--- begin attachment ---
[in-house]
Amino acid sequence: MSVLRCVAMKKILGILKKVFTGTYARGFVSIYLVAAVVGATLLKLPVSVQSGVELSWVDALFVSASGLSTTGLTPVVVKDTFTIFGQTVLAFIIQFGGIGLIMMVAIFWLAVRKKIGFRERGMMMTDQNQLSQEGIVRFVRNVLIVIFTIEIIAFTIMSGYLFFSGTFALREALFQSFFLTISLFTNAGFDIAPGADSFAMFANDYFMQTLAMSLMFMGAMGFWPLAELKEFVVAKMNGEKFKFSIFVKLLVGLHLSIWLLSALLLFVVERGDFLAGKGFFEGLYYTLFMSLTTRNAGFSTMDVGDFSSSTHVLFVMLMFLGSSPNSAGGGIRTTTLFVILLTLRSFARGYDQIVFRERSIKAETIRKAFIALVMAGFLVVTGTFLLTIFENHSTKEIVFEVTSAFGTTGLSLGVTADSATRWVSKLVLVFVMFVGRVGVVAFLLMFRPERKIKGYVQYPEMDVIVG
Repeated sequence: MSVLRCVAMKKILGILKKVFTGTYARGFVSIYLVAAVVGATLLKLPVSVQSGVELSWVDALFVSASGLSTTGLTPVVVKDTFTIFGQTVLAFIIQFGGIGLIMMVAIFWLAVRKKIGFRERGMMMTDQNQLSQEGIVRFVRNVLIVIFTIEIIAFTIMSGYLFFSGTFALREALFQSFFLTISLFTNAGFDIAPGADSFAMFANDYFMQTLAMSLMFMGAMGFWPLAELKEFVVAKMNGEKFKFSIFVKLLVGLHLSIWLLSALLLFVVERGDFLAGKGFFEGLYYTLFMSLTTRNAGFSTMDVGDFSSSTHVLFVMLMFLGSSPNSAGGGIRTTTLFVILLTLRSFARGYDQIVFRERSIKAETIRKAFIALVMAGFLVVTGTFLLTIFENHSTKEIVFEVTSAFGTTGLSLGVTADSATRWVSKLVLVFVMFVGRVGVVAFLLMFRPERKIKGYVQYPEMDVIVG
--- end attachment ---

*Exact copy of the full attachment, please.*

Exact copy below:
[in-house]
Amino acid sequence: MSVLRCVAMKKILGILKKVFTGTYARGFVSIYLVAAVVGATLLKLPVSVQSGVELSWVDALFVSASGLSTTGLTPVVVKDTFTIFGQTVLAFIIQFGGIGLIMMVAIFWLAVRKKIGFRERGMMMTDQNQLSQEGIVRFVRNVLIVIFTIEIIAFTIMSGYLFFSGTFALREALFQSFFLTISLFTNAGFDIAPGADSFAMFANDYFMQTLAMSLMFMGAMGFWPLAELKEFVVAKMNGEKFKFSIFVKLLVGLHLSIWLLSALLLFVVERGDFLAGKGFFEGLYYTLFMSLTTRNAGFSTMDVGDFSSSTHVLFVMLMFLGSSPNSAGGGIRTTTLFVILLTLRSFARGYDQIVFRERSIKAETIRKAFIALVMAGFLVVTGTFLLTIFENHSTKEIVFEVTSAFGTTGLSLGVTADSATRWVSKLVLVFVMFVGRVGVVAFLLMFRPERKIKGYVQYPEMDVIVG
Repeated sequence: MSVLRCVAMKKILGILKKVFTGTYARGFVSIYLVAAVVGATLLKLPVSVQSGVELSWVDALFVSASGLSTTGLTPVVVKDTFTIFGQTVLAFIIQFGGIGLIMMVAIFWLAVRKKIGFRERGMMMTDQNQLSQEGIVRFVRNVLIVIFTIEIIAFTIMSGYLFFSGTFALREALFQSFFLTISLFTNAGFDIAPGADSFAMFANDYFMQTLAMSLMFMGAMGFWPLAELKEFVVAKMNGEKFKFSIFVKLLVGLHLSIWLLSALLLFVVERGDFLAGKGFFEGLYYTLFMSLTTRNAGFSTMDVGDFSSSTHVLFVMLMFLGSSPNSAGGGIRTTTLFVILLTLRSFARGYDQIVFRERSIKAETIRKAFIALVMAGFLVVTGTFLLTIFENHSTKEIVFEVTSAFGTTGLSLGVTADSATRWVSKLVLVFVMFVGRVGVVAFLLMFRPERKIKGYVQYPEMDVIVG